Tag: Arctic

Just Say ‘No’ To Arctic Refuge Drilling

The high Arctic is almost unbearably beautiful. The plains that turn tawny gold and rust red come autumn, the flat tundra that rises sharply into icy peaks, the vast herds of caribou. For decades these images have been enough to protect the Arctic National Wildlife Refuge from oil drilling — it is, after all, a wildlife refuge, and people who’ve never been there can nonetheless deduce simply from that name that it is no place for oil rigs.

But we are in a season of wreckage right now in Washington, and so there is real risk that the budget now under consideration will allow oilmen into that refuge. In fact, the final decision may come down to a small group of House Republicans who have announced that they’re interested in “climate solutions.” With the heroic help of the Citizens Climate Lobby, which turns 10 this fall, 60 members of Congress — 30 from each party — have been persuaded to join a caucus that aims “to educate members on economically viable options to reduce climate risk and protect our nation’s economy.”

If they take that mandate seriously, saying “no” to Arctic Refuge drilling should be the ultimate no-brainer. For one thing, it’s not going to make the government any money. Proponents have been claiming that there’s $1.8 billion, with a “B,” in it for the government; a new analysis puts revenues closer to $37.5 million, with an “M.” And that, of course, is the revenue before you count up the losses.

Which would be enormous. The refuge is not only a beautiful, wild, serene place, it is a safe storage container for something very dangerous. That something very dangerous is the carbon that the oil will produce if it’s ever burned. The possible 7.7 billion recoverable barrels of oil the refuge may contain, if piped down to civilization, would release carbon equivalent to opening 820 new coal-fired power plants and running them for a year, which is something even our coal-crazed president has not proposed. It would be like putting 23 million new cars on the road and operating them for the next three decades. This is precisely the opposite of what politicians who say they’re interested in “climate solutions” should be doing, as absurd as solving the opioid epidemic by building a pipeline to carry millions of pills an hour into rural America.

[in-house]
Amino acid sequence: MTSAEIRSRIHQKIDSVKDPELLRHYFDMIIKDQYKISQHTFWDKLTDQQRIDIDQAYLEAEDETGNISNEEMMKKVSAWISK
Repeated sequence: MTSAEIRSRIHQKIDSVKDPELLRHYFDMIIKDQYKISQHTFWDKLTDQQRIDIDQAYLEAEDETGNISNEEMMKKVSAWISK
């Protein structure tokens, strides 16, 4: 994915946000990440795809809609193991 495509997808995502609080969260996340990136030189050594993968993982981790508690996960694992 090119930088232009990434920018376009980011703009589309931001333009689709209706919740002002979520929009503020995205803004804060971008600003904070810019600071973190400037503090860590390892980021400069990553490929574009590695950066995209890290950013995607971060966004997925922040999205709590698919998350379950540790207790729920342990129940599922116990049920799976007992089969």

There’s no great mystery about the price that our climate negligence carries, and there’s no argument that we’re insulated from it here in North America. We’ve watched Harvey, Irma and Maria slam into our shores in recent weeks, and economists say that beyond the lives lost and the homes ruined, the cost will run into the hundreds of billions of dollars. California’s wildfires aren’t even out yet, but the recovery work could well be the most expensive in modern world history.

“The Arctic Refuge is not only a beautiful, wild, serene place, it is a safe storage container for something very dangerous.”

Some cynics have suggested that the Climate Solutions Caucus is just a convenient way for vulnerable Republicans to signal their concern about climate change to interested voters without actually, you know, solving anything. And in truth, there’s reason for skepticism. The caucus includes members such as Rep. Barbara Comstock of Virginia, who has a 3% lifetime voting record from the League of Conservation Voters. In the last few months, she’s voted to eliminate the Stream Protection Rule against coal ash pollution of drinking water, to allow offshore oil drilling along the Atlantic Seaboard and even to overturn U.S. Fish and Wildlife protection for Alaska’s bears and wolves.

But people can change — I have no doubt that the valiant folks who set up the Climate Solutions Caucus will be working hard with people such as Comstock to help them understand.

Because some climate solutions are not actually that complicated. Basically we need to keep coal and oil and gas in the ground. Right now the Arctic National Wildlife Refuge is performing that job admirably, and all Congress needs to do is leave it alone. What could be simpler?

Speech On Climate Change: The Biggest Thing Human Beings Have Ever Done

The list of huge impacts of climate change that we are seeing with that one degree rise is pretty much coincident with the list of major physical features that we have on the planet. All of them are, now, in pretty violent flux.

The world’s oceans are about 30% more acidic than they were 40 years ago, that’s a very large change in a very short period of time. Especially on what is after all an ocean planet.